In the previous post, we saw how linking of files works. Now let us understand what Embedding means.
We will continue with the same scenario to simplify things. You have copied some data from Excel. Now you paste it into PowerPoint and choose the EMBED option.
It is still showing the Excel range you copied. It behaves like a picture if you try to resize it. But it actually made a copy of the ENTIRE EXCEL FILE and stuffed it into your PowerPoint presentation.
If the original Excel file was, say, 20 MB in size, the presentation size will also grow by 20 MB.
When to Embed?
If you want to package the Excel file with PowerPoint presentation, then this is the best option. The benefit is, you can still show specific summary data on the slide.
If you want to send the presentation with collaterals – this is the best way.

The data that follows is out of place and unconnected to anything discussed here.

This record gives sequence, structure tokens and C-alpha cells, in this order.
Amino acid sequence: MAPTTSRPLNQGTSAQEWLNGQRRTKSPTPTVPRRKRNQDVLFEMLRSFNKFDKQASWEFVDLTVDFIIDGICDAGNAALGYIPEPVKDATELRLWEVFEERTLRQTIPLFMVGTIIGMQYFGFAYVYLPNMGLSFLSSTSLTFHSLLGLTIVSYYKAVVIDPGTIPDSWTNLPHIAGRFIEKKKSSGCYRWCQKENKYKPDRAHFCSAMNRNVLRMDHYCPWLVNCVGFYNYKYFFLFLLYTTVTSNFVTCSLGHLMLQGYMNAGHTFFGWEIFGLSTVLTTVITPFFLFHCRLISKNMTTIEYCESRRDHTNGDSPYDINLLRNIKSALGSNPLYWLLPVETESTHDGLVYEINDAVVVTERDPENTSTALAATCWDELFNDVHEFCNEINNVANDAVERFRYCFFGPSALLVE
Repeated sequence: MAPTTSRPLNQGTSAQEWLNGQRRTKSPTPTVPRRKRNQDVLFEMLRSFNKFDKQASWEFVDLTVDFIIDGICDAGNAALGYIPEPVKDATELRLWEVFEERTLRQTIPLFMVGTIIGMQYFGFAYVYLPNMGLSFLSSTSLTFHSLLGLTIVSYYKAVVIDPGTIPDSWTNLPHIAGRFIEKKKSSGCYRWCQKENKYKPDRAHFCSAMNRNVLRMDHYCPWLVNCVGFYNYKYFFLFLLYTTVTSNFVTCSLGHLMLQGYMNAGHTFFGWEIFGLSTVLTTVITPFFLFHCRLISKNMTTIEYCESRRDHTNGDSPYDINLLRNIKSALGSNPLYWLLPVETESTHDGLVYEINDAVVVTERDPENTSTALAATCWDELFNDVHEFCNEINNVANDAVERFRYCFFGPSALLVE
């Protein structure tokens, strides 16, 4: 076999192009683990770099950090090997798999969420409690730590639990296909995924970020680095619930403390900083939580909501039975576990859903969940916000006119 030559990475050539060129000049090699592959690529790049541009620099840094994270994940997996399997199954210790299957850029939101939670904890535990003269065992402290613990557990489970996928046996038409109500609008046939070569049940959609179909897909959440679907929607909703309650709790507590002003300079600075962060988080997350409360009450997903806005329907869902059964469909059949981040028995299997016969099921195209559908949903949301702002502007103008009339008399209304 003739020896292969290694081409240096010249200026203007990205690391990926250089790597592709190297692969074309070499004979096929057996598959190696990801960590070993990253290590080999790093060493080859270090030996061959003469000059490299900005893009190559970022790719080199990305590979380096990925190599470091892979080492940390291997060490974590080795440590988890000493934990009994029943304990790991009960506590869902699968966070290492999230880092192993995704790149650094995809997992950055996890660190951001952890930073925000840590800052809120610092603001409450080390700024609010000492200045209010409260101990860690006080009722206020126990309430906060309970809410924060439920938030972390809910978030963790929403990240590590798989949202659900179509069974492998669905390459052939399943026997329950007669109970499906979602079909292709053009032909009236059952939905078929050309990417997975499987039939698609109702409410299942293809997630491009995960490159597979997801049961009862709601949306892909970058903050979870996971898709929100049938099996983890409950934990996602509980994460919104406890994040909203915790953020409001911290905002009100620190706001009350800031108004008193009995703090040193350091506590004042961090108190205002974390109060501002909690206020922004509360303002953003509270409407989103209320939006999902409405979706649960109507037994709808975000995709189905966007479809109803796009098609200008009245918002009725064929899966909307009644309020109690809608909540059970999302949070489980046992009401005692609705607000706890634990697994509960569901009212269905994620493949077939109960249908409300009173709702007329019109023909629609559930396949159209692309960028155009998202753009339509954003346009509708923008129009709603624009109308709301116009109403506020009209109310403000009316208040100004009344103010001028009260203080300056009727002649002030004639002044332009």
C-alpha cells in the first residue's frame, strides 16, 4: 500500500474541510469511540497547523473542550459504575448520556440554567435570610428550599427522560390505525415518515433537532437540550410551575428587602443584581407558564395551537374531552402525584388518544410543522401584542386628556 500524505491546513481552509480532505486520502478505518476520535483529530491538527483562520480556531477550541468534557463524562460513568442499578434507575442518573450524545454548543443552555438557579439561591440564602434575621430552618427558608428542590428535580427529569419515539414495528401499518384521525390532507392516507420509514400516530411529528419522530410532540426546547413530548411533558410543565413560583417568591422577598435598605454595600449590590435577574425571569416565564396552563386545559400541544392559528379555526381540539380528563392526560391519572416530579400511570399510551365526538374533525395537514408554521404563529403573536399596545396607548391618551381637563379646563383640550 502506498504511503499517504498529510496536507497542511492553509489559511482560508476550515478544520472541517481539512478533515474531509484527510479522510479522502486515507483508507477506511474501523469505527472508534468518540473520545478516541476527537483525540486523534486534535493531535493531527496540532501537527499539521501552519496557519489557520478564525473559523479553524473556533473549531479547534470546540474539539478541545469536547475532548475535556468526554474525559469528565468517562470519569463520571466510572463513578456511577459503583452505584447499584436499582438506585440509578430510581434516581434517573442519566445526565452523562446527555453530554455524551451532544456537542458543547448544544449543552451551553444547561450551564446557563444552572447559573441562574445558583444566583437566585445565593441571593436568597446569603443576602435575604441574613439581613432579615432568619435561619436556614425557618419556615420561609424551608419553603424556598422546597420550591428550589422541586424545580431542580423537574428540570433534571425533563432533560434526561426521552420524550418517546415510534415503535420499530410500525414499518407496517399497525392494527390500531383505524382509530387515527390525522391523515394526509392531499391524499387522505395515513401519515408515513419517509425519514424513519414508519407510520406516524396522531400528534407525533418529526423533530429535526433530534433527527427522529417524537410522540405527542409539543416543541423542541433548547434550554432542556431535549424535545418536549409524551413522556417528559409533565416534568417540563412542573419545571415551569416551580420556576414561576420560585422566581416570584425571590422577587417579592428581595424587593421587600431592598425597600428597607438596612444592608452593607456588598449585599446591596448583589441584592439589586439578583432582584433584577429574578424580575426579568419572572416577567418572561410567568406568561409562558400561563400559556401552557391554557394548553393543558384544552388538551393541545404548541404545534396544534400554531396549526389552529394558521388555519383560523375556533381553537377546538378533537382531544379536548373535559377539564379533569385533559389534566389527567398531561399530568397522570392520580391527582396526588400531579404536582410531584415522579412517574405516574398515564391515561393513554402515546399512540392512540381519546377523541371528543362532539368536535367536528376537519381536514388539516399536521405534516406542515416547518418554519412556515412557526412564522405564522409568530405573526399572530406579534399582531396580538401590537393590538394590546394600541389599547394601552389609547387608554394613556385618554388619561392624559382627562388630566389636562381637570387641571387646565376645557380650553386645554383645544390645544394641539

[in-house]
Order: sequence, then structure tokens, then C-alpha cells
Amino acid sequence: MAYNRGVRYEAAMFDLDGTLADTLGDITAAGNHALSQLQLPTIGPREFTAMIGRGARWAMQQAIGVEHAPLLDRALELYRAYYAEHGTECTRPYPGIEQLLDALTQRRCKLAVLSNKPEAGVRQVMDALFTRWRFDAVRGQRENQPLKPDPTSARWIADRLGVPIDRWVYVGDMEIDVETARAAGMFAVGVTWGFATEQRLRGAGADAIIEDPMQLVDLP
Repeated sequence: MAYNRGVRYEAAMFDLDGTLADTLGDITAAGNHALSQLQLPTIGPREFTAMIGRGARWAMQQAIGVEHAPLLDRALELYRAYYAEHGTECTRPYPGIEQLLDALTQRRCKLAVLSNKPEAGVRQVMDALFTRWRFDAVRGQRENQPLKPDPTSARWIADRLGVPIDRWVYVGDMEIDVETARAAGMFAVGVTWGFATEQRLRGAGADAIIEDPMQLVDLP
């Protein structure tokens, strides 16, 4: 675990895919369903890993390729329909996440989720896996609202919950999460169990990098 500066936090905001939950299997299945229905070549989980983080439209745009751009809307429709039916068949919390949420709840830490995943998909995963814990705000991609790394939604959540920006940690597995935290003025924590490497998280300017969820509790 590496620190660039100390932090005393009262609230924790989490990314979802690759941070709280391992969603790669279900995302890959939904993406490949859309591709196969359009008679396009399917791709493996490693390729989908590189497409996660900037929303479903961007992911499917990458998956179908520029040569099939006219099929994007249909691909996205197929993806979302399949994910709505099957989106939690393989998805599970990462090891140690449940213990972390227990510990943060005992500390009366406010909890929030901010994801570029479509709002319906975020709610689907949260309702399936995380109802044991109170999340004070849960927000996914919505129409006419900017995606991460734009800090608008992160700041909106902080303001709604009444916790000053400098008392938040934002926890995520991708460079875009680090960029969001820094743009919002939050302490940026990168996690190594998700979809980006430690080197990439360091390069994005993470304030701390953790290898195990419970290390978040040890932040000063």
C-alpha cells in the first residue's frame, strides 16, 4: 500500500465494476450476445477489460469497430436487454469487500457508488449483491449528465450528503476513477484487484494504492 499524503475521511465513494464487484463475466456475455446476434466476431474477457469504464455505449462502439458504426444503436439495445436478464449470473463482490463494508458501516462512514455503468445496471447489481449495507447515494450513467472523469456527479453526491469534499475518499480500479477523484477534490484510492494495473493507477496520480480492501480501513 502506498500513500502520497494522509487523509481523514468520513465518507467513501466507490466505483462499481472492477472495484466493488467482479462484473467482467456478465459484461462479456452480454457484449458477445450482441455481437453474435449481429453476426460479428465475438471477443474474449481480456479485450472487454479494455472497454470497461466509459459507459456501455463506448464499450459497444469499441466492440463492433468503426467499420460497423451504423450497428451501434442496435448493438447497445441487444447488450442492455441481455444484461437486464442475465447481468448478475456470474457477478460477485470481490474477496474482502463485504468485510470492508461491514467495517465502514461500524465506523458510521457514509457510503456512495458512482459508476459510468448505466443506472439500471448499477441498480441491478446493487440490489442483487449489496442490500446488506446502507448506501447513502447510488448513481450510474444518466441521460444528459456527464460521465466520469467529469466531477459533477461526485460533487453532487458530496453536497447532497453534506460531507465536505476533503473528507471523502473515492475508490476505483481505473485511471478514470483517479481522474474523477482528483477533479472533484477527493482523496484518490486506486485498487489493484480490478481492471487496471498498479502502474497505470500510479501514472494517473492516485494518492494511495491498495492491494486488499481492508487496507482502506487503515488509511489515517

How to open the embedded file?
While editing the presentation, just right click on the object – Choose Worksheet Object and Select Open.
DO NOT choose EDIT. If you do, it tries to give you Excel editing capabilities in the small area in which you have pasted the data. The ribbon automatically changes to Excel options rather than PowerPoint options. This is called in-place editing. But most people get confused with it. If you want to expand the range of selection, this is a good option to use.
In either case, the Excel file which it opens is NOT the original file. It will have a name like worksheet in Presentation3. This file now lives inside the presentation (in geek language, it is called OLE File System).
Removing the embedded file
For any reason, if you feel that you should not have embedded the file, how to manage the situation? I am sure you will know this answer if you have read all the Copy Paste Series posts.
Copy the Embedded object, Paste it as Picture and delete the original embedded object!
We will explore the Insert Object feature in the next post. It is similar to Embed but with a small difference. In fact Insert Object and Embed are interchangeable!